Director Jerry Schatzberg is nothing but eclectic in his film choices. This time around he chose to work with Vilmos Zsigmond as his cinematographer who has worked on some of the most interesting films of the last two decades. The result of these two working in tandem is a film that bleeds creativity and speaks a rather young audience of the time rather than what you might expect from these now veteran actors. I found the upgrade to Blu-ray to be wonderful and it lends a hand in making these characters feel personal and tangible enough that they seem to jump off the screen in particular Pacino comes off rather genuine. Even though I have not seen the film with the added benefit of the Blu-ray upgrade I am confident enough to say this is a worthy upgrade and the film benefits from the format.
Picture Quality 4/5
Veteran composer Fred Myrow (Soylent Green, Phantasm, Phantasm II, Phantasm III: Lord of the Dead) takes his hand on the soundtrack for Scarecrow. Delivering a soundtrack that is both heartfelt and ambitious enough to make us love these characters. The film itself has a good enough story that it didn’t need much help however there are several moments that are made even more powerful by the score we are given. Moments reminiscent of grand films, one moment, in particular, took me back to the first time I watched One Flew Over the Cuckoo’s Nest (sorry halfway spoiler). I found the audio levels immaculate, without problems.
Audio Quality 5/5
I received a rather sturdy case, with an inviting enough image on the front. Scarecrow is a unique film and the case should absolutely reflect that idea. We have a standard Amaray case, no sleeve, with simplistic if not original artwork. On the inside, we have a single disc with artwork on the front. Ironically enough the artwork on the disc appears more clear to me than the outside image on the package. All-in-all it seems like a case that will for quite some time and I cannot really complain although I find myself still convinced that minimalistic artwork would benefit these archive releases.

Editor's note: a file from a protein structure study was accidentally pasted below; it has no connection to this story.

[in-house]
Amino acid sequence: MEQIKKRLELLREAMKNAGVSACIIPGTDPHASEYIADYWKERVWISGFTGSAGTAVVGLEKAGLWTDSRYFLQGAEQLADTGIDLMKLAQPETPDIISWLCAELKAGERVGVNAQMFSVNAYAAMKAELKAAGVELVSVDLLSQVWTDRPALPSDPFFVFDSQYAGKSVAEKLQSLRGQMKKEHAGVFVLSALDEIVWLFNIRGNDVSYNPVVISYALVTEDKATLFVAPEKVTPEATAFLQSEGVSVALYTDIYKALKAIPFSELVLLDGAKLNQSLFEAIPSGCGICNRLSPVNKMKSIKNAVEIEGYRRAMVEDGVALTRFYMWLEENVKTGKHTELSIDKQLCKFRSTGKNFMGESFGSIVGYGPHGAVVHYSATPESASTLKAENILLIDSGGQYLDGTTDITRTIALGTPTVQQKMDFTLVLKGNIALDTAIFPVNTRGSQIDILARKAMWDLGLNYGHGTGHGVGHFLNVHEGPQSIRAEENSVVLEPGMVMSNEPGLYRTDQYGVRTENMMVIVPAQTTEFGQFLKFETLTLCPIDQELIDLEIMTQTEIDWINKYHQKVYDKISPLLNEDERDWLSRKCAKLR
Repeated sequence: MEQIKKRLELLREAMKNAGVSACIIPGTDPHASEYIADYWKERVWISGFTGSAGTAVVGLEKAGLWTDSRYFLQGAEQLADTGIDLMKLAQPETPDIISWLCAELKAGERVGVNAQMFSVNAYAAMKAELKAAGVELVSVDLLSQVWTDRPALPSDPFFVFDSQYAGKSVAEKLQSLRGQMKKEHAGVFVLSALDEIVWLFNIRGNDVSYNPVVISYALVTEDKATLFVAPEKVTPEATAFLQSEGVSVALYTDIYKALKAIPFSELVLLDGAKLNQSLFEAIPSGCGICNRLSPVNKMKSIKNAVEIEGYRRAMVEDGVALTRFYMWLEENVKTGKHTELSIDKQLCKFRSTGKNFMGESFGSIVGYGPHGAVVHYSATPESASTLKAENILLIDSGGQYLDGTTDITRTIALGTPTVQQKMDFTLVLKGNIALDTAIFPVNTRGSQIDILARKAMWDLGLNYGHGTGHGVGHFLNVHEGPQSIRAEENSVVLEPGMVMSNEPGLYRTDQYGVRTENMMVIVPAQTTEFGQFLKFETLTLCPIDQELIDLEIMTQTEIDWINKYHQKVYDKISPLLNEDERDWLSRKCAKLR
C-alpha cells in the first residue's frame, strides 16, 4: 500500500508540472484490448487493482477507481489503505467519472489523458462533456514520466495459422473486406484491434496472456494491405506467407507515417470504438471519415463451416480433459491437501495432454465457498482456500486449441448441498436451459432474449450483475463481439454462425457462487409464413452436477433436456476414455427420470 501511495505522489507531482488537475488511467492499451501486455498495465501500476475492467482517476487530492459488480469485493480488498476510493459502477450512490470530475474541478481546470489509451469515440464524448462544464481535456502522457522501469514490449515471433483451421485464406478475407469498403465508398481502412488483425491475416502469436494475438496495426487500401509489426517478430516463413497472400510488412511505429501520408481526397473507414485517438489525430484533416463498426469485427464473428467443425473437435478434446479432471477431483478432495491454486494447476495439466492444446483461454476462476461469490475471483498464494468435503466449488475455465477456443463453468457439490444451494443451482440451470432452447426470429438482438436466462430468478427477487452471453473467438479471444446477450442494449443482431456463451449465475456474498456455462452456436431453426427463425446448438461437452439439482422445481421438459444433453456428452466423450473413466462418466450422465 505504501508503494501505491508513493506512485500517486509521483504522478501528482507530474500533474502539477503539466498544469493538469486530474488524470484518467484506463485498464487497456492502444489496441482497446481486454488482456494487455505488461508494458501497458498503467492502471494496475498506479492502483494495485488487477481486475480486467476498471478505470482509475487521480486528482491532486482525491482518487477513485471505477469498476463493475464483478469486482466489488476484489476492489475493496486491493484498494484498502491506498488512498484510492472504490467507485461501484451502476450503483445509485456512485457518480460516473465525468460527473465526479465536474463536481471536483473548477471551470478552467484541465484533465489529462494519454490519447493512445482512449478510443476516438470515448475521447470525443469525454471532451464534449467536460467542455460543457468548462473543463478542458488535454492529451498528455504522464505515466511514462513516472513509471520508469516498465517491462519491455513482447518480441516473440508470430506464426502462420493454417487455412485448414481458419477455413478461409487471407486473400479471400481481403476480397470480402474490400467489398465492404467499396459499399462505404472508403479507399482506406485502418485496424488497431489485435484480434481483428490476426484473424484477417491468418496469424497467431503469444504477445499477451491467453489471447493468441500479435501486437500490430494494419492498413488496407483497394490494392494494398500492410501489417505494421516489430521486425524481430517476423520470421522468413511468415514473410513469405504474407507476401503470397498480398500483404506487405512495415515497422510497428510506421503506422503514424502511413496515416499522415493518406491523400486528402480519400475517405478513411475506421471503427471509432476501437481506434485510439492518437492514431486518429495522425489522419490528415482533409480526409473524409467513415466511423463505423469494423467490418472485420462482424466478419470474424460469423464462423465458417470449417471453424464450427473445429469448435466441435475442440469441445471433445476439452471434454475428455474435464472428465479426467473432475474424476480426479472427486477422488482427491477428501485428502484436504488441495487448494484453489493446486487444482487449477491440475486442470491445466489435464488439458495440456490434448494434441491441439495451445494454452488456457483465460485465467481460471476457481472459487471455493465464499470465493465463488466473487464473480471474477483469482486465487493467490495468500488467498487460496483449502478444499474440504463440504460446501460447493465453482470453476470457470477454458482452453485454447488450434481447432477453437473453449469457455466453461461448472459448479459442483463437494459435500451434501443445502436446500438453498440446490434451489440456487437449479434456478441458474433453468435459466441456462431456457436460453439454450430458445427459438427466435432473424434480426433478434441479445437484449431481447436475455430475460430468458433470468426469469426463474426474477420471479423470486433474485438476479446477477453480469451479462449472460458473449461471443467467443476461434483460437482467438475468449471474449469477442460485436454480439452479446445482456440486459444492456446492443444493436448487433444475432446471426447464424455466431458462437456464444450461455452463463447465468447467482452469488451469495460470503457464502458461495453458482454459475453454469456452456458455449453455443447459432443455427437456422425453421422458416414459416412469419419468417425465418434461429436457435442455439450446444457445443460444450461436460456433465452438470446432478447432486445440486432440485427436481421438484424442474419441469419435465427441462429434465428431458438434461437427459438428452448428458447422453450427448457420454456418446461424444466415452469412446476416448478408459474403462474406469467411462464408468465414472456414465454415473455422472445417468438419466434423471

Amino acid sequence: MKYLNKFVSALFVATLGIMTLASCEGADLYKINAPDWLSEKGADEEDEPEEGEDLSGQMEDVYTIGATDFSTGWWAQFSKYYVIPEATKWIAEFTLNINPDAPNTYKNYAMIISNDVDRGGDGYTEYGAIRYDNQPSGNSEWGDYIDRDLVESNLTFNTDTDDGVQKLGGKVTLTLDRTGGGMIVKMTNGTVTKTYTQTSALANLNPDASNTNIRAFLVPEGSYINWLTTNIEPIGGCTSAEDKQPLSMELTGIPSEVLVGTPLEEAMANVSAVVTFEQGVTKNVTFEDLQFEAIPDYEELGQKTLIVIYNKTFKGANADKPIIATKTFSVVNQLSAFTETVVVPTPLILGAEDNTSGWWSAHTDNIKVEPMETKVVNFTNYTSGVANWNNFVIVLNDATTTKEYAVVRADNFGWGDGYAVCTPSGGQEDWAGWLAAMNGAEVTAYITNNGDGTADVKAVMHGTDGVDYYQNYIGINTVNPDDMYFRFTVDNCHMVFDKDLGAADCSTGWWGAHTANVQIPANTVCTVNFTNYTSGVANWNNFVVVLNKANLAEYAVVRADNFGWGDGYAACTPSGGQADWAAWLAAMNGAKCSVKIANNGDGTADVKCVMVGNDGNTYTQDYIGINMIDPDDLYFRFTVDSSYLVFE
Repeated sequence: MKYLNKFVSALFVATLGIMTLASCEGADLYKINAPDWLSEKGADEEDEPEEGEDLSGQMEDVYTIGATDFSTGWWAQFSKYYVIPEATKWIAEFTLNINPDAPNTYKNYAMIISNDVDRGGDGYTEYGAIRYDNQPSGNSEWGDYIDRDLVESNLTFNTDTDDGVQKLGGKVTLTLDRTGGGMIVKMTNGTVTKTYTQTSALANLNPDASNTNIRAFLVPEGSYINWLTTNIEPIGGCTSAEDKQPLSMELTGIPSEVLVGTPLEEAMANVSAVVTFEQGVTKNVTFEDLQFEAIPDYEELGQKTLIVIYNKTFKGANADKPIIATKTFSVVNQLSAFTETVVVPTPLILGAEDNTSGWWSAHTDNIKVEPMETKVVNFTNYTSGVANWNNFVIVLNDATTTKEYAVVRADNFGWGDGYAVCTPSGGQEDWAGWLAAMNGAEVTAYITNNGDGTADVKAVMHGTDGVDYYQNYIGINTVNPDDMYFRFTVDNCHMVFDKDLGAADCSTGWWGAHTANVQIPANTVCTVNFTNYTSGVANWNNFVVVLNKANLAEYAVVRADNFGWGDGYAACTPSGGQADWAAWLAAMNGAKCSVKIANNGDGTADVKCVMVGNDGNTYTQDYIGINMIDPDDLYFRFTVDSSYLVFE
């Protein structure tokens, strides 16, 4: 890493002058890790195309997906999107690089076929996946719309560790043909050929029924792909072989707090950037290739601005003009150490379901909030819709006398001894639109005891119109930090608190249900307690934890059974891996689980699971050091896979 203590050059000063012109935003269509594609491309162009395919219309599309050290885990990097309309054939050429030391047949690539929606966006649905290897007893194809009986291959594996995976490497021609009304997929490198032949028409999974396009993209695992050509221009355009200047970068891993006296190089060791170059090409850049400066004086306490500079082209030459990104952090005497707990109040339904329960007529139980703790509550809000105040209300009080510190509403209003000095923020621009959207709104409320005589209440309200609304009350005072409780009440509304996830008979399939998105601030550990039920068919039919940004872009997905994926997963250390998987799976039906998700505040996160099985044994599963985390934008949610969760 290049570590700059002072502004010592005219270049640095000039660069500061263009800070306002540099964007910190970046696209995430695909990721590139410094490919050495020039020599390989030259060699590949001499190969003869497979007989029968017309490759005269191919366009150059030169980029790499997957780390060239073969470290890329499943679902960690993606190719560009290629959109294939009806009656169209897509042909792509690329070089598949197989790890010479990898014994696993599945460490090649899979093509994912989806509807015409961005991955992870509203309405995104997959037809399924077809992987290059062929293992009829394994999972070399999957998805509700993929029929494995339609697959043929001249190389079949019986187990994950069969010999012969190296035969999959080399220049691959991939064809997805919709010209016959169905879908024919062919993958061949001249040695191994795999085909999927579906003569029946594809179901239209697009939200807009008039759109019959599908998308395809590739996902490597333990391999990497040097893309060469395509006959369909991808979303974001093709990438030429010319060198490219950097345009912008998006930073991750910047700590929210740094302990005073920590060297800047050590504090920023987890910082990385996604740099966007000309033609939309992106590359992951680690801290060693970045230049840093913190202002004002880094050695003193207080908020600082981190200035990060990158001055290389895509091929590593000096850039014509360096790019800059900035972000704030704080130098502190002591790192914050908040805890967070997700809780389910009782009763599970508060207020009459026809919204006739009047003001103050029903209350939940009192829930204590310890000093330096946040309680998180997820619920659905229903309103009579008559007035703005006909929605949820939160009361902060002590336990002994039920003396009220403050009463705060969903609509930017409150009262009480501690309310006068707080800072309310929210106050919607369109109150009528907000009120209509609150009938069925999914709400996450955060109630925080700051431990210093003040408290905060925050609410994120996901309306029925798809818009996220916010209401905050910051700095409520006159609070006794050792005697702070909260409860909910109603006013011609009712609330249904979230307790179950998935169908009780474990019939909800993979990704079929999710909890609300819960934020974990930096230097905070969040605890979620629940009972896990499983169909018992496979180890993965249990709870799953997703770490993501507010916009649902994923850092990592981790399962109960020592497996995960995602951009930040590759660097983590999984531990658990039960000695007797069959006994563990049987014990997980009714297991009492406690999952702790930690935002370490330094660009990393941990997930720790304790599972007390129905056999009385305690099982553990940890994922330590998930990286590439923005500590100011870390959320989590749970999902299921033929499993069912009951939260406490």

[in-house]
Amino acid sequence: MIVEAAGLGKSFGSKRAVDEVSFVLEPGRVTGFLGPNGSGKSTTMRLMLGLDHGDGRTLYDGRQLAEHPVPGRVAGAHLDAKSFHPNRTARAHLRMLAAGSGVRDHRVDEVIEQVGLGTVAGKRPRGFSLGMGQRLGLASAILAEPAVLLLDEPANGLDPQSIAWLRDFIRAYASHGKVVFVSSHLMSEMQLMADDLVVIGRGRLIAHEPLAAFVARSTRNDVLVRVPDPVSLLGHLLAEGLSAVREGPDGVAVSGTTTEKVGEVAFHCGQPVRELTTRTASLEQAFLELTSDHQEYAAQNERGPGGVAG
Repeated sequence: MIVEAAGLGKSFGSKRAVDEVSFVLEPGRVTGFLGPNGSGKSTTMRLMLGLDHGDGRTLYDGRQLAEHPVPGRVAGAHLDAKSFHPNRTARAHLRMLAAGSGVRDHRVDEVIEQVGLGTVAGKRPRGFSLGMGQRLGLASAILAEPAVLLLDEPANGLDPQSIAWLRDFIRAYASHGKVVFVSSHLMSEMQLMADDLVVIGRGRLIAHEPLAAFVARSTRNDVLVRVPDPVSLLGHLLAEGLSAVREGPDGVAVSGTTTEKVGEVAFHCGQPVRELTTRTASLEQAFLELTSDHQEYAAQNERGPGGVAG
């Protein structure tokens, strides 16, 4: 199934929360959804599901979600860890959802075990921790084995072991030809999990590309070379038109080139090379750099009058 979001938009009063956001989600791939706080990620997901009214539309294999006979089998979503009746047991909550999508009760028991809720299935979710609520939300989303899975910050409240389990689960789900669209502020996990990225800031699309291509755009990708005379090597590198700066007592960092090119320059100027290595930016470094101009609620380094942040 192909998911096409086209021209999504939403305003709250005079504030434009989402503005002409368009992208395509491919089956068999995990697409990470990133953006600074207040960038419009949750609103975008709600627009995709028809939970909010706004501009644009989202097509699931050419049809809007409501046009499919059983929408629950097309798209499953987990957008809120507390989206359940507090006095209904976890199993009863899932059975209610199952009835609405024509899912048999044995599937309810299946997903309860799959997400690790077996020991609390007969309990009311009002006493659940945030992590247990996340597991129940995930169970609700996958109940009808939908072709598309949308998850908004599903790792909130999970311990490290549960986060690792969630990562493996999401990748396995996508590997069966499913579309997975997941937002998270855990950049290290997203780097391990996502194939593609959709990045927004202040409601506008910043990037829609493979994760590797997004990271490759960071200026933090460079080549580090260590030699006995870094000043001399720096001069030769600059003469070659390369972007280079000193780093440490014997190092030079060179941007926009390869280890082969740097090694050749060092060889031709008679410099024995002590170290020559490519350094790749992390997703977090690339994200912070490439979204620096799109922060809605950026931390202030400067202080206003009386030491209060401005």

The Packaging 3/5
Warner Brothers has not given me a reason to expect any sort of supplemental extras with their Blu-ray release beyond the occasional Trailer. This tends to be because of the age of the films themselves. So color me surprised to see that We have a legit extra and a trailer. The extras included are :
- On the Road with Scarecrow
- Theatrical Trailer
Special Features 2/5
This film is wonderful, I had a ball watching these two characters come together and become a team that is unforgettable. Their journey is one of strife and tribulation and most of that comes from themselves. I didn’t really know what to expect and the first few minutes are so off the wall from anything I had seen from Pacino I really was clueless about the film I was about to see. What we end up with is a film of heart, of humor, and relationships that bind all sorts of people. This film is about more than these two unique characters, it is as much about them than it is about the backdrop they face. Whether it’s the economy or the relationships they have fallen into these two men have their work cut out for them. You can purchase this film HERE.
Overall 4/5- Highly Enjoyable